Outlander: Rent   Books Included 
September 7, 2014 9:30 AM - Season 1, Episode 5 - Subscribe

Claire is brought along on the MacKenzie rent-collecting trip and discovers hidden motives.
posted by tracicle (13 comments total)
 
I liked this episode, although I thought the Angus-as-mean-guy was starting to get a little heavy handed before they finally started backing off with it near the end. I think seeing this story on screen is somehow making her connection to the entire community and culture more obvious to me than it is in the books. It was interesting and poignant seeing both her and the Highlanders grow more understanding and accepting of each other as the episode progressed.

I have to say, though, that sitting through all these pre-wedding episodes is making me feel like I did the last time I read Pride and Prejudice. Let's just get to the good stuff already!
posted by something something at 12:23 PM on September 7, 2014 [1 favorite]


One thing I'd like to ask book readers. In this episode we see her actively trying to change the future (her present/our past so confusing). She doesn't seem to consider that 1. The past is fixed. This has already happened and therefore can't be changed. 2. If she CAN change the past, there would be ramifications and unforeseen consequences in the future. It's not that I don't understand her motives, but I wonder if in the books she is at all concerned about the ramifications of her behaviors. I know I would be especially if I wanted to get back to the future/present and have it be the same as when she left.
posted by miss-lapin at 1:01 PM on September 7, 2014


It's an ongoing question they deal with throughout the series, whether or not her actions can change things. There isn't really a clear answer, although certainly the big historical events continue to happen as Claire knows they "should." She does often try to keep people she knows and loves from suffering the consequences of larger historical actions (specifically Culloden and the post-battle famine that swept the Highlands in the following years, and other things in later books I won't mention to try to keep you relatively spoiler-free).
posted by something something at 1:11 PM on September 7, 2014


Yeah, her wish to change things seems to be largely limited to small groups of people. Like, she can't change Culloden happening, but she might be able to get the MacKenzies she knows to stay home and survive.

In other news, the TV adaptation is basically making Dougal my favorite character. He (and his actor) are phenomenal.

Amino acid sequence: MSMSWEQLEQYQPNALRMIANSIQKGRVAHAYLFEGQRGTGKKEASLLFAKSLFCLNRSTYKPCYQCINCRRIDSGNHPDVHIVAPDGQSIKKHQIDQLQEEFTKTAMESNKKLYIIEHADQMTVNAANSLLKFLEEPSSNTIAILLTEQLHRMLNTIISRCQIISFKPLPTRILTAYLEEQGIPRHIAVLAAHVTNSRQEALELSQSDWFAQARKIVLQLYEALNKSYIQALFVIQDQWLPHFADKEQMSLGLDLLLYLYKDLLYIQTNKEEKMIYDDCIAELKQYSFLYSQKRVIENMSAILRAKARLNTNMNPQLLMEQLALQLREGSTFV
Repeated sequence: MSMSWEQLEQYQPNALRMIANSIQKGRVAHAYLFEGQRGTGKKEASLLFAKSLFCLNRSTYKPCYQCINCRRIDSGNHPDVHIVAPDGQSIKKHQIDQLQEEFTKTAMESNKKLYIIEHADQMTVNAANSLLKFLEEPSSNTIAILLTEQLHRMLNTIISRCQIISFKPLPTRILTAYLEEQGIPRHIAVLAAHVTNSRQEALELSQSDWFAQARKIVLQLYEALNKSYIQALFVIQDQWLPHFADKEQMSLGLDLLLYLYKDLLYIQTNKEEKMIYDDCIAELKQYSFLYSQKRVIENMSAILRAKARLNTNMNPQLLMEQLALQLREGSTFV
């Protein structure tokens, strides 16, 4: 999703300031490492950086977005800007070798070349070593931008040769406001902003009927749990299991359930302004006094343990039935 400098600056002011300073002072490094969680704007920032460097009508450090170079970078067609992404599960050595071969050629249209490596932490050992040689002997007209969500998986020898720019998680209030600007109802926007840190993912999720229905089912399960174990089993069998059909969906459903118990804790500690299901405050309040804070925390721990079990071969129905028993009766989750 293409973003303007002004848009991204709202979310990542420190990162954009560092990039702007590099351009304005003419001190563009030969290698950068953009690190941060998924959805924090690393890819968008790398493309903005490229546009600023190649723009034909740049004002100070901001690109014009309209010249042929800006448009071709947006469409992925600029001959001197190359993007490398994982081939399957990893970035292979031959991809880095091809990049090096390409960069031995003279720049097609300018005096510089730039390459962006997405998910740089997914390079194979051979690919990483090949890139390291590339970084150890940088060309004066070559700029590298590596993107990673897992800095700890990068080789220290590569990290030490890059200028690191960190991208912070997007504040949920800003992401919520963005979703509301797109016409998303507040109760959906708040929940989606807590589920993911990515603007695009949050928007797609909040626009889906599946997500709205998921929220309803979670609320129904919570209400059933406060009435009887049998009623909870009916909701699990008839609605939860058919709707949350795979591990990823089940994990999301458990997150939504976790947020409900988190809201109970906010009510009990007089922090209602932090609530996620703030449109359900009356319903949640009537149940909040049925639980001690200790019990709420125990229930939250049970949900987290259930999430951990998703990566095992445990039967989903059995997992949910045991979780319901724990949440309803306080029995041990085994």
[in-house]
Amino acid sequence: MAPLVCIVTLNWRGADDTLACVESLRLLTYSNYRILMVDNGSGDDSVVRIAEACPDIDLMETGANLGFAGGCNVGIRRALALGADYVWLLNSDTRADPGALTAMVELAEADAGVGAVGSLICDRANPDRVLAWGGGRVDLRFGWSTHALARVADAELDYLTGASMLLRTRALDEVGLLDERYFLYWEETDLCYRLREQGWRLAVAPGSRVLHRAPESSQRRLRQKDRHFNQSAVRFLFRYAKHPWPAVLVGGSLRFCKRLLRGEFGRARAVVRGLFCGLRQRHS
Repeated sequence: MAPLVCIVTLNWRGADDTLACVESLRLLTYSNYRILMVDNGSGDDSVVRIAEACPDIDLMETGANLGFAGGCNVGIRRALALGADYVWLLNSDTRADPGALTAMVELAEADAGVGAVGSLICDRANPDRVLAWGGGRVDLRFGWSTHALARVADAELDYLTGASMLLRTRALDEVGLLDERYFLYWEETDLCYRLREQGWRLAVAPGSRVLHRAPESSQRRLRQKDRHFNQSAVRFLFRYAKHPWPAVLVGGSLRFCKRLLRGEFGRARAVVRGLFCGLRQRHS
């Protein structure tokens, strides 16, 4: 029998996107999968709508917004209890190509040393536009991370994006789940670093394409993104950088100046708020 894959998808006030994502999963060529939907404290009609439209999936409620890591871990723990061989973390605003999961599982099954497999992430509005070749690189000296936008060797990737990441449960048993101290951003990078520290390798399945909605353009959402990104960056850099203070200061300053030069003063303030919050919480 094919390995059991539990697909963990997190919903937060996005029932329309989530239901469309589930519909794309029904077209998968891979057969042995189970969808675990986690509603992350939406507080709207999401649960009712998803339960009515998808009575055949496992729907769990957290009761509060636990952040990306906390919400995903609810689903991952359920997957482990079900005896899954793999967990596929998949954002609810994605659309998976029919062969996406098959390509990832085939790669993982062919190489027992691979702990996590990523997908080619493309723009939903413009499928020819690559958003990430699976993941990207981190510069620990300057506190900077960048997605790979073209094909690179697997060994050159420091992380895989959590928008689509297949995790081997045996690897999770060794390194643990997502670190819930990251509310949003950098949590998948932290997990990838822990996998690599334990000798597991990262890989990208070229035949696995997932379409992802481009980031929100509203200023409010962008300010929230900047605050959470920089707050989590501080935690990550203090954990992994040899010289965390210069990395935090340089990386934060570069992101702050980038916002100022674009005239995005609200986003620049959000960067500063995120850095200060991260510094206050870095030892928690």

posted by olinerd at 1:49 PM on September 7, 2014 [1 favorite]


"It's not that I don't understand her motives, but I wonder if in the books she is at all concerned about the ramifications of her behaviors."

This isn't a science fiction time-travel story. Not really. What it means to time-travel and the questions you raise are not explored in any real depth, except insofar as it relates directly to the people Claire cares about. She's worried about Culloden, but there's not much thought given to what it would mean to her future were Culloden avoided. Gabaldon is not at all interested in the implications of time travel, that's not the story she's telling.

I understand this and I think it's totally fine to not cater to those SFF genre conventions that care a great deal about the mechanics and implications of things. This is mostly a historical romance story with a time travel premise. Even so, I often found myself pretty frustrated about this -- someone in a past thread said that Claire sucks at time travel, and I chuckled at that. But, I don't know, I've only read through the third book, so maybe later this kind of stuff is more explicitly dealt with.

I should't overstate it, though. There's a number of worries and conflicts surrounding the possibility of changing the past. But it's not really handled the way that time travel is handled in time travel centric stories.

About this episode ... it's been a while since I read the first book (not so long compared to most, I bet, as it was only last year) but I really thought that Claire had understood pretty quickly what Dougal was doing and it wasn't that she thought that he was stealing from his brother, but that she thought he was doing this without Colum's knowledge or permission and, anyway, most of her ire was about his exploitation of Jamie's torture, which she knows is a Really Big Deal to Jamie. But it's probable that I've misremembered.

I, too, feel that this is all kind of slow. I really can't wait for Jamie to learn her story, it's driving me crazy.
posted by Ivan Fyodorovich at 2:05 PM on September 7, 2014


Ivan, I've read the books lots and lots of times and I think your impression is accurate, because as I was watching I felt that ShowClaire was a bit dimmer than BookClaire not picking up on that right away. But I think the showrunners had her figure it out gradually to provide them with a way to educate viewers about Jacobites and the coming Rising.
posted by something something at 2:35 PM on September 7, 2014


Yeah, I am pretty sure that Book Claire figured out the Stuart money raising faster, and there was more of her being mad about what Dougal was doing with Jamie. Also, in the book, the big fight in the tavern scene was Jamie fighting the village dudes. I really liked how the show went off-book for this, though. In the book I didn't feel Claire's disconnection from the Scots all that much, and the show is doing a great job of making us feel Claire's outsiderness. I also like that they are developing Jamie and Claire a little more subtley. Or at least, it feels subtle to me knowing what is coming up!